About the Artist
Allison Moyers is an oil painter and multi-disciplinary artist from Texas. She studied in France where she received her degree in Fine Arts and graduated with honors from ESAD de Valenciennes in 2015. When she finished her studies she and her husband moved back to the United States. She now lives and works in Phoenix, Arizona.
My work explores the subjects of stardom, vanity and excess within society with an emphasis on woman and the feminine. I am fascinated by western culture’s obsession with beauty in film, poetry and classic painting that have created idealized versions of reality. The stylized and romanticized art indispensable elements in my work and correspond to the methodic use of color that expresses human emotions through their psychological representations.
I spent my formative art years in Europe where I got my degree. As an American, I was immersed in French culture while remaining somewhat idealistic and naive; inspiring much of the poetry and romanticism of my work. When studying art history I was always fascinated by the female figure and how it was betrayed through masculine interpretation. The male as the artist and the female as the specimen inspires the voyeurism in my work and is in direct connection to my own feelings of being watched and observed.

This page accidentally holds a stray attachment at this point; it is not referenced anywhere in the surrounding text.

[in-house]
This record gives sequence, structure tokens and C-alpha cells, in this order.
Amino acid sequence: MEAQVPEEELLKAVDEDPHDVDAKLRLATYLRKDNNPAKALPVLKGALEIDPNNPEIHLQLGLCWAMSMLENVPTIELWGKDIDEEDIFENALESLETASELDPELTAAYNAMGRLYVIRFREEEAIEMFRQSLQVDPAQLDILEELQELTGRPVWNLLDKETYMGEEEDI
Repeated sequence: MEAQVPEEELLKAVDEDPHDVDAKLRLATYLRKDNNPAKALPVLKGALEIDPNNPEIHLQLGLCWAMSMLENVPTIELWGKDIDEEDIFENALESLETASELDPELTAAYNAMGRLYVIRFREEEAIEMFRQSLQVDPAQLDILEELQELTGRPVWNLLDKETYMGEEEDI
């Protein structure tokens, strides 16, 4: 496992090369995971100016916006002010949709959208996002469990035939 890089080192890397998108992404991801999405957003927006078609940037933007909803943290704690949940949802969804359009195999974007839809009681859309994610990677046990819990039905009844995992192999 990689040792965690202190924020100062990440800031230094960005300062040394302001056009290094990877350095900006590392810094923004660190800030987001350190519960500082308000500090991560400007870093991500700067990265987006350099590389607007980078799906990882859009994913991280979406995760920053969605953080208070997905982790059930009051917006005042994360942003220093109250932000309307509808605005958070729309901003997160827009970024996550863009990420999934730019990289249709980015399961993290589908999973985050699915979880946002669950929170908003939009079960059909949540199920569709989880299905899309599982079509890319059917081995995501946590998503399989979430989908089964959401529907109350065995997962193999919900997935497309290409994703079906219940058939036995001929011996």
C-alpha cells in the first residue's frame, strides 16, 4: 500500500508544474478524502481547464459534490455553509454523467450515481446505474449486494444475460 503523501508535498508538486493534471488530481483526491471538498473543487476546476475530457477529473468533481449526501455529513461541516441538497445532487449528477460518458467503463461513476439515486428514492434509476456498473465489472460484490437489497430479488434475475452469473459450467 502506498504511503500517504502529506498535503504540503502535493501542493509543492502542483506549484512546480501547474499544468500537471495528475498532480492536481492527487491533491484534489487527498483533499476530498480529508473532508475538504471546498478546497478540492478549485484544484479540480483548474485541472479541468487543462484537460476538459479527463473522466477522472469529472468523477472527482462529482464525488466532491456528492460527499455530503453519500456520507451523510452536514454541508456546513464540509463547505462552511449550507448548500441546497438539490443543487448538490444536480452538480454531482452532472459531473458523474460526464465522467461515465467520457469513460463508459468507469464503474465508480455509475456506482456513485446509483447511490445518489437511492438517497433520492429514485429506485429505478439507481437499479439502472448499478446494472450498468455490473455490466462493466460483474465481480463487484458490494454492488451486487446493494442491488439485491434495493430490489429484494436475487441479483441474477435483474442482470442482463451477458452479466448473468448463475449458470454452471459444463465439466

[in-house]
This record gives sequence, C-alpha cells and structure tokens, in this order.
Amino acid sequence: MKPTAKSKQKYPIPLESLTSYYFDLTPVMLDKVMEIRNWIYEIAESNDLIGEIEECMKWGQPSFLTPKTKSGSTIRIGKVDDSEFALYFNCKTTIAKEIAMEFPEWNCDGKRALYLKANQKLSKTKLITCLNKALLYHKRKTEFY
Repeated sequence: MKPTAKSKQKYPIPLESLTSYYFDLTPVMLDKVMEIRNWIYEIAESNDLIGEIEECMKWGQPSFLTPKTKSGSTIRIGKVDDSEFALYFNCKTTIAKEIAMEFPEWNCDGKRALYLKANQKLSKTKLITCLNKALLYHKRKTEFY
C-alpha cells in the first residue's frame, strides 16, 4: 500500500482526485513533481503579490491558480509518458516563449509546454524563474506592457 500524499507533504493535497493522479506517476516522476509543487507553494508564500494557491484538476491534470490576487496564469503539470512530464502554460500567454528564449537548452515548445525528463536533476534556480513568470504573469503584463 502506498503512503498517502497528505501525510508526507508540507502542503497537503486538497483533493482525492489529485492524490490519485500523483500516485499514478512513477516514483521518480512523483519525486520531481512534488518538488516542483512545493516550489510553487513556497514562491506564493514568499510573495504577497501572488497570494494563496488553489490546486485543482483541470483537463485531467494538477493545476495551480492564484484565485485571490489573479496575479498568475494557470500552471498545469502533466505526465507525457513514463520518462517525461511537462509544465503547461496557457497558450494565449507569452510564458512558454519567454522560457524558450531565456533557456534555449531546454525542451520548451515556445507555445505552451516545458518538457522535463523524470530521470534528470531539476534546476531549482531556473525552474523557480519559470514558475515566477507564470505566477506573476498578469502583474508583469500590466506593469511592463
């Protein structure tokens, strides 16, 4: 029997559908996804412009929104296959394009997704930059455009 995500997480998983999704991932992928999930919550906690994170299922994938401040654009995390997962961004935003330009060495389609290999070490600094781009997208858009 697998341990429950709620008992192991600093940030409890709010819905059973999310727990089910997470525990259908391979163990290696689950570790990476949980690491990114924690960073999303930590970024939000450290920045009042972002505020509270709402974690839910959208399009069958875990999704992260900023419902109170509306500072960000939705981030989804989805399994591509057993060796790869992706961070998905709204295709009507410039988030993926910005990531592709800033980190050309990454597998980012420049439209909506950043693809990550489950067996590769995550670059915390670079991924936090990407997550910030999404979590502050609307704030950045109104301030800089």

Much of my inspiration comes from navigating the world with the knowledge of my womanhood. Essentially, I am the women in my paintings and I experience their emotions in dreamlike environment where my feelings are acceptable. I am always making a voyage in connection to my characters and I am in a way expressing what is inside me, what is hidden and forbidden, and what I would never be able to touch in reality.
How do you interpret ‘Ready to wear’ in your work?
Clothing is a huge inspiration to my work and defines the narratives and emotions of the feminine dreamscapes I create. I often connect the women in my paintings to a story from my past through what they wear. The selected paintings represent cinematic narratives that have shaped our cultural perceptions of women and correspond to drama, seduction, and temptation.